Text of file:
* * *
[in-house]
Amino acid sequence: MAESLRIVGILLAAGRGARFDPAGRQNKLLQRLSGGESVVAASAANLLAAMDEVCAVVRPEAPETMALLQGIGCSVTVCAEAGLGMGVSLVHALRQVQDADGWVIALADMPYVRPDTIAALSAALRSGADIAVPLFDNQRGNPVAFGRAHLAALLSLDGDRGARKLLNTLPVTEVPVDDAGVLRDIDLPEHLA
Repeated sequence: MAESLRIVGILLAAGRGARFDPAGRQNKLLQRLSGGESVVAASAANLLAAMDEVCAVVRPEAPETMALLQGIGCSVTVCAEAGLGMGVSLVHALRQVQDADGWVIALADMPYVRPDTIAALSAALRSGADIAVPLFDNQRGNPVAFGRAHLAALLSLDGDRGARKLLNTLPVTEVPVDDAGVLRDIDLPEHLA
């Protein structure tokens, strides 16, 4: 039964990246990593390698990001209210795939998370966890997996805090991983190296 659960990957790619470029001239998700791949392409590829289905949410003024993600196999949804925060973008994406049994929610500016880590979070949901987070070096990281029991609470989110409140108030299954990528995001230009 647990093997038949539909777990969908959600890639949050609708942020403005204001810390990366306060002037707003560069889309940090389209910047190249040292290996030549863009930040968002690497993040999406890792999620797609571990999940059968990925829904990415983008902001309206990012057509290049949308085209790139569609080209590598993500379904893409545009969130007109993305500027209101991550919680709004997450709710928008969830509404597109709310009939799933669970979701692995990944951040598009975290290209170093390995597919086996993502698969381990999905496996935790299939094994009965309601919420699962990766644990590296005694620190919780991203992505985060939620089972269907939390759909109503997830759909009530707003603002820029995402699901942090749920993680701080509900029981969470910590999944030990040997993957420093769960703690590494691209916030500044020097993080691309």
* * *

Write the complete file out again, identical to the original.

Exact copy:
[in-house]
Amino acid sequence: MAESLRIVGILLAAGRGARFDPAGRQNKLLQRLSGGESVVAASAANLLAAMDEVCAVVRPEAPETMALLQGIGCSVTVCAEAGLGMGVSLVHALRQVQDADGWVIALADMPYVRPDTIAALSAALRSGADIAVPLFDNQRGNPVAFGRAHLAALLSLDGDRGARKLLNTLPVTEVPVDDAGVLRDIDLPEHLA
Repeated sequence: MAESLRIVGILLAAGRGARFDPAGRQNKLLQRLSGGESVVAASAANLLAAMDEVCAVVRPEAPETMALLQGIGCSVTVCAEAGLGMGVSLVHALRQVQDADGWVIALADMPYVRPDTIAALSAALRSGADIAVPLFDNQRGNPVAFGRAHLAALLSLDGDRGARKLLNTLPVTEVPVDDAGVLRDIDLPEHLA
């Protein structure tokens, strides 16, 4: 039964990246990593390698990001209210795939998370966890997996805090991983190296 659960990957790619470029001239998700791949392409590829289905949410003024993600196999949804925060973008994406049994929610500016880590979070949901987070070096990281029991609470989110409140108030299954990528995001230009 647990093997038949539909777990969908959600890639949050609708942020403005204001810390990366306060002037707003560069889309940090389209910047190249040292290996030549863009930040968002690497993040999406890792999620797609571990999940059968990925829904990415983008902001309206990012057509290049949308085209790139569609080209590598993500379904893409545009969130007109993305500027209101991550919680709004997450709710928008969830509404597109709310009939799933669970979701692995990944951040598009975290290209170093390995597919086996993502698969381990999905496996935790299939094994009965309601919420699962990766644990590296005694620190919780991203992505985060939620089972269907939390759909109503997830759909009530707003603002820029995402699901942090749920993680701080509900029981969470910590999944030990040997993957420093769960703690590494691209916030500044020097993080691309």